Review: The Griffin of Darkwood by Becky Citra

The Griffin of Darkwood by Becky CitraThe Griffin of Darkwood
Becky Citra
Coteau Books
Published on August 15, 2016

Amazon | Barnes & Noble | Goodreads

About The Griffin of Darkwood
After 12-year-old Will Poppy’s mother dies, he finds himself moving to a run-down castle with an aunt he loathes and servants who are up to no good – and that’s just the beginning of his troubles.

Will Poppy has always been fascinated with writing – he thinks there’s something almost… magical about it. But when his mother dies, Will finds himself stuck living with his awful aunt, unable to write a single word (despite the fact that two Muses will not leave him alone) and handed a mysterious package which includes an old picture of his grandparents and a piece of cloth with the words “The Griffin of Darkwood” on it.

When his aunt decides to move both of them to a small village, Will is excited for a new adventure – in a castle no less! But after a rude welcome to the town that includes stories about a curse, and an introduction to the servants of the castle who evidently mean to cause him harm, Will’s sense of dread about the whole village rises.

What is the curse the villagers claim has been on the castle for hundreds of years, and what does it have to do with the disappearance of a young girl forty years ago? More importantly, what’s the Griffin of Darkwood, and what does it have to do with Will and his family?

My Review
My favorite thing about this book was the small town where Will and his aunt move after Will’s mom dies. I liked the sense of mystery and magic the town had and the connections between Will and the town the story revealed. Will’s friends made a fun cast of characters, too. I liked the way he related to each and the surprises that came from those relationships.

The Griffin of Darkwood is a pretty quick read with a nice balance between its more sinister elements of mystery and its themes of courage and community. After the heartbreak of losing his mom and being thrust into the care of his cruel aunt, Will finds comfort in new friends and mentors in the small village where he and his aunt move. At the same time, Will struggles to dodge his aunt’s schemes and the disdain of the two castle servants, who seem to wish him ill.

In Will’s grief over his mom’s death, he gives up writing. He learns, however, that telling stories is a powerful ability, and may be something of an inescapable gift. I liked the way his writing fit into the story as a whole.

Readers who enjoy fantasy stories and mysteries will find The Griffin of Darkwood a great addition to their bookshelves and reading lists. See below for content information.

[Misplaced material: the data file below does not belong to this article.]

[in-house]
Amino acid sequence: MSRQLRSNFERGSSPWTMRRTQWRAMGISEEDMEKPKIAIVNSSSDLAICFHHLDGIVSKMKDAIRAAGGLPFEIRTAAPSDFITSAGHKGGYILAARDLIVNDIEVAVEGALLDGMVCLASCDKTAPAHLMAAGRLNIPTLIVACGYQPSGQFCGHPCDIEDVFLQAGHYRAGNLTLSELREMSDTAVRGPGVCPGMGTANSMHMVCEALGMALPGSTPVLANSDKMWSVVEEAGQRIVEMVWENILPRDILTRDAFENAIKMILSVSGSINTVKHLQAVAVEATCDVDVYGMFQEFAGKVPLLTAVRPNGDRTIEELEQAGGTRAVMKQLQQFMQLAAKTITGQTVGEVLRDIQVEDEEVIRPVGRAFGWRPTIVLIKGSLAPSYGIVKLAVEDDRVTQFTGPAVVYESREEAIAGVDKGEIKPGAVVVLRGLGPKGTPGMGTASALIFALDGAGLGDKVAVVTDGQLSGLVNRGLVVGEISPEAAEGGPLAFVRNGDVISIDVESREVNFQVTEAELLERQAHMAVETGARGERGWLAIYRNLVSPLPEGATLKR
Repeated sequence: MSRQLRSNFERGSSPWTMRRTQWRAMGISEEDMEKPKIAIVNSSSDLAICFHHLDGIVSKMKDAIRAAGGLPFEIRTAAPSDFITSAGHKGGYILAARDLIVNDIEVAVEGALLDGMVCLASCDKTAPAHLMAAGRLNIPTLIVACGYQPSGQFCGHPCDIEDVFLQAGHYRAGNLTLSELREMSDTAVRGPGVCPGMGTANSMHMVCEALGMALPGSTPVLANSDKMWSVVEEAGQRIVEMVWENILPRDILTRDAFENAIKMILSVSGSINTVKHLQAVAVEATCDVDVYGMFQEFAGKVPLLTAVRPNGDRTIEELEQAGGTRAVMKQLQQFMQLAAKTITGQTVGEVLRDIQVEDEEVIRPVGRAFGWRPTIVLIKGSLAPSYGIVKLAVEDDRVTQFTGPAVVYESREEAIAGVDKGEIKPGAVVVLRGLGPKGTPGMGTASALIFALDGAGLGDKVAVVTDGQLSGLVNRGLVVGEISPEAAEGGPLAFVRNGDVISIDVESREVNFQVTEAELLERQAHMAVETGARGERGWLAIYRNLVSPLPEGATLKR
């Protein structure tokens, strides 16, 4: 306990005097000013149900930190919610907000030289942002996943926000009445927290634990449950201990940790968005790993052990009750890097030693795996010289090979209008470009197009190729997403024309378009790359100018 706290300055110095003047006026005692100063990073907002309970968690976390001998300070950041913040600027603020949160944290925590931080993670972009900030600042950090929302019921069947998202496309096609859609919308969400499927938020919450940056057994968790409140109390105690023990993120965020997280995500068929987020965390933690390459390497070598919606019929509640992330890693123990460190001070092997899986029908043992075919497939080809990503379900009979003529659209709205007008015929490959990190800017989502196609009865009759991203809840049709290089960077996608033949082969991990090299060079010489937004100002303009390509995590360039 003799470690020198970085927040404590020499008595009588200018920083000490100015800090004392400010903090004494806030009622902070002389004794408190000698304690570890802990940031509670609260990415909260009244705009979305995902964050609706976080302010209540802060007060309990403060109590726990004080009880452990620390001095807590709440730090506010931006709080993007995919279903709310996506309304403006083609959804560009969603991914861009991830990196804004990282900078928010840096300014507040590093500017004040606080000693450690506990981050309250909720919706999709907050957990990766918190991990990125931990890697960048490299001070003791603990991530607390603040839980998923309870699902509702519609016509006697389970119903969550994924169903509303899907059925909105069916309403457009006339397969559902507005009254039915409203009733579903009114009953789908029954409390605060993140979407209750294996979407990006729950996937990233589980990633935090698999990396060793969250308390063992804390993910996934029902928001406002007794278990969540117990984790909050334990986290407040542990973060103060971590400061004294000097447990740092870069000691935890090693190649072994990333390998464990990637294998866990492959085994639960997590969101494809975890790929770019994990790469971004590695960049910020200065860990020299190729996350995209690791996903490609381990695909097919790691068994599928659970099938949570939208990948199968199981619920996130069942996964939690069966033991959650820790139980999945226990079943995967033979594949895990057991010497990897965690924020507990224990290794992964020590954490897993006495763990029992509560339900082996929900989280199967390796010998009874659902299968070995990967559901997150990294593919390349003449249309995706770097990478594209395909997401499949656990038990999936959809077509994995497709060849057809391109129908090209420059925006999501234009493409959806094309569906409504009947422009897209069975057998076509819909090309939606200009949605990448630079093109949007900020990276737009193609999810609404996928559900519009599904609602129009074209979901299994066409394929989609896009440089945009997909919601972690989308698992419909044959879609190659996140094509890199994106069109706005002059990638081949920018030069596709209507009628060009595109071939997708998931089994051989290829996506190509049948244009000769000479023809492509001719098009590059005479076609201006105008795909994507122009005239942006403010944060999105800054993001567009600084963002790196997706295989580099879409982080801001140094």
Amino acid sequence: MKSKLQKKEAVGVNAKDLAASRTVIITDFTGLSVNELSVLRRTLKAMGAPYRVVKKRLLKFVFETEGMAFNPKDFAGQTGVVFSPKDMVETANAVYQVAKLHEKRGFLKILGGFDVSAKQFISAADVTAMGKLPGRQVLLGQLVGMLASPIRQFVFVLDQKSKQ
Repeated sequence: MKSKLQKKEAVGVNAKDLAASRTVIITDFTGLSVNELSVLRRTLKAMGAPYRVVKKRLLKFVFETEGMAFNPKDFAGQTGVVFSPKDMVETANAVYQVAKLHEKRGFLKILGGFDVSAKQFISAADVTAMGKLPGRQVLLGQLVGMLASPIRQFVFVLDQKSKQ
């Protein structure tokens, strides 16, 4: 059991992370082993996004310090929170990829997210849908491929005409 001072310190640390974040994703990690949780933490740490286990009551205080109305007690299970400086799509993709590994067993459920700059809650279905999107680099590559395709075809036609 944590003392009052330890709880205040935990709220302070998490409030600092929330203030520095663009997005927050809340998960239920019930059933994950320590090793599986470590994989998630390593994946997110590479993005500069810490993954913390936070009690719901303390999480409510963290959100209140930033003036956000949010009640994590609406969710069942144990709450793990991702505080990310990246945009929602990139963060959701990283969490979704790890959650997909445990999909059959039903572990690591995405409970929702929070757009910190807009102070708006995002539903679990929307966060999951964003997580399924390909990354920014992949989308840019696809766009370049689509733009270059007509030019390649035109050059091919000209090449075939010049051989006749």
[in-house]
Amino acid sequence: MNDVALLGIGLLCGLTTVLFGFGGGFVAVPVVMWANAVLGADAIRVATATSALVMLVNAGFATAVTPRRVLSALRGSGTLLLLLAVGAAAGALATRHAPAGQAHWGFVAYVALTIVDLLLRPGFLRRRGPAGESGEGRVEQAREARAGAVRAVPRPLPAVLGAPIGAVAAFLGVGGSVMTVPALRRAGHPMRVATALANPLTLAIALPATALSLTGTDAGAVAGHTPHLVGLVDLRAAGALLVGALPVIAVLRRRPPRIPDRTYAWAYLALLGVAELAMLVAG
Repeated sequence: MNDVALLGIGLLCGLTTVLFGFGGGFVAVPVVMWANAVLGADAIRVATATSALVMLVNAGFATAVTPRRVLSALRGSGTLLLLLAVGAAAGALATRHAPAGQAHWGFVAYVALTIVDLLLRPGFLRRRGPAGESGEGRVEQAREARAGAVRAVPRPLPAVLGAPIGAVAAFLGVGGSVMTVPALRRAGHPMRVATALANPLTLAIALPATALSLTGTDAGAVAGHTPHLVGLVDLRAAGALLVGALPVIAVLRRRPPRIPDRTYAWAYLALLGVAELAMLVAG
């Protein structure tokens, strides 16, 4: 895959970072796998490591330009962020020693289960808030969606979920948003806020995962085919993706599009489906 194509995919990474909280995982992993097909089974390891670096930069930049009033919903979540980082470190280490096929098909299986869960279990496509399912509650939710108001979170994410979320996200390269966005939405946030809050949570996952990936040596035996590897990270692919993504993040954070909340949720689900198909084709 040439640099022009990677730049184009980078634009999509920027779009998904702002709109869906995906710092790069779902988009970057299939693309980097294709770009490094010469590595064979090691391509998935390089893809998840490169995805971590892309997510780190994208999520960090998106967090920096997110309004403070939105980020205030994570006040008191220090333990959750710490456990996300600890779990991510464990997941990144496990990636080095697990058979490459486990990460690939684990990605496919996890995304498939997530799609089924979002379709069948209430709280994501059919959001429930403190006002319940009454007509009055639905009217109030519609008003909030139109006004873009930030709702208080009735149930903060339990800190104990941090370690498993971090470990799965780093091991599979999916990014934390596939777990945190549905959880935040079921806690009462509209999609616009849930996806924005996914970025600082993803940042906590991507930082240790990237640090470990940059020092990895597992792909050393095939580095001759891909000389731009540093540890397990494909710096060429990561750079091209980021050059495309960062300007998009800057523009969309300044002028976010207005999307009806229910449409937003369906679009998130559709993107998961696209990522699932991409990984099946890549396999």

Griffin of Darkwood on AmazonRecommended for Ages 8 to 12.

Cultural Elements
No real cultural information or descriptions given.

Profanity/Crude Language Content

Romance/Sexual Content

Spiritual Content
Will and his mother see literal representations of their Muses—companions who visit them as they write. After his mother dies, Will continues to see his Muse and hers.

At a local bookstore, Will briefly spots literary characters like Gandalf. The shop owner doesn’t seem surprised. The castle where Will and his aunt move is haunted by ghosts. Rumor says there’s a curse on the castle.

An old woman shows Will a crystal ball and he has a terrible vision. She tells him it’s because he “fell into” the crystal ball.

Will meets with a friend who uses Tarot cards to check her future. She suggests they consult a Ouija board for more information about Will’s quest.

Someone tells Will about a legendary tapestry weaver whose tapestries changed the future. Whatever he wove came to be.

Violent Content
A man threatens to kill Will. Will and his friends hear rumors of someone once tortured in the dungeon of the castle where Will lives.

A Sparrowhawk (bird of prey) catches a pigeon. A man tells Will that the bird will kill its prey.

Will finds tapestries depicting a group hunting for a griffin.

Drug Content

Griffin of Darkwood on Goodreads


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About Kasey

Reads things. Writes things. Fluent in sarcasm. Willful optimist. Cat companion, chocolate connoisseur, coffee drinker. There are some who call me Mom.

2 Responses to Review: The Griffin of Darkwood by Becky Citra

  1. Lorraine Burns says:

    This looks so good. My kids love mysteries so this will be perfect. They are currently reading James Hannibal’s The Fourth Ruby which is part of his The Lost Property Office series. They will not put this book down except to eat, and I think that’s ok.

    • Haha! Yes – I count it as a huge win finding a book which can only be put down to eat. 🙂 I haven’t read The Fourth Ruby, but I’m adding it to my list to check out. Have you read the Lemony Snicket series The Wrong Questions? That one had our household pretty captivated, too. Thanks, Lorraine!